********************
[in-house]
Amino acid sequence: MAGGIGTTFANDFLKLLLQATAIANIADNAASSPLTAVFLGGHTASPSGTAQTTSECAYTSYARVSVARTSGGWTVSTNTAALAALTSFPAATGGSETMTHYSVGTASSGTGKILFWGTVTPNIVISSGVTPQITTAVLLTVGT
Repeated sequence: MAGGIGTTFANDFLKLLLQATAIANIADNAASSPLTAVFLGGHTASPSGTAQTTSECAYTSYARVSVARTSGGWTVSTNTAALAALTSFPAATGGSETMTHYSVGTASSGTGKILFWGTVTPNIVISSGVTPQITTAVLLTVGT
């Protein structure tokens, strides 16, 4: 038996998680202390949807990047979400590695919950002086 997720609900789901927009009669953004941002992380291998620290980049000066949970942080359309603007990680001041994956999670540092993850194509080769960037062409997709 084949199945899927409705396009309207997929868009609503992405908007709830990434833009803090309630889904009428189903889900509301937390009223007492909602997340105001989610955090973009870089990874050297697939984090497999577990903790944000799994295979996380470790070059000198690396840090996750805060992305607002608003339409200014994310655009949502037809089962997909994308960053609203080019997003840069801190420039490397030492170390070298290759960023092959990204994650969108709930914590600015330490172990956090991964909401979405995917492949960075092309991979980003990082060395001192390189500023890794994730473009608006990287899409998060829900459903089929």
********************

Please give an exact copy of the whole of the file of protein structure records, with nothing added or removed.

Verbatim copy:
[in-house]
Amino acid sequence: MAGGIGTTFANDFLKLLLQATAIANIADNAASSPLTAVFLGGHTASPSGTAQTTSECAYTSYARVSVARTSGGWTVSTNTAALAALTSFPAATGGSETMTHYSVGTASSGTGKILFWGTVTPNIVISSGVTPQITTAVLLTVGT
Repeated sequence: MAGGIGTTFANDFLKLLLQATAIANIADNAASSPLTAVFLGGHTASPSGTAQTTSECAYTSYARVSVARTSGGWTVSTNTAALAALTSFPAATGGSETMTHYSVGTASSGTGKILFWGTVTPNIVISSGVTPQITTAVLLTVGT
């Protein structure tokens, strides 16, 4: 038996998680202390949807990047979400590695919950002086 997720609900789901927009009669953004941002992380291998620290980049000066949970942080359309603007990680001041994956999670540092993850194509080769960037062409997709 084949199945899927409705396009309207997929868009609503992405908007709830990434833009803090309630889904009428189903889900509301937390009223007492909602997340105001989610955090973009870089990874050297697939984090497999577990903790944000799994295979996380470790070059000198690396840090996750805060992305607002608003339409200014994310655009949502037809089962997909994308960053609203080019997003840069801190420039490397030492170390070298290759960023092959990204994650969108709930914590600015330490172990956090991964909401979405995917492949960075092309991979980003990082060395001192390189500023890794994730473009608006990287899409998060829900459903089929």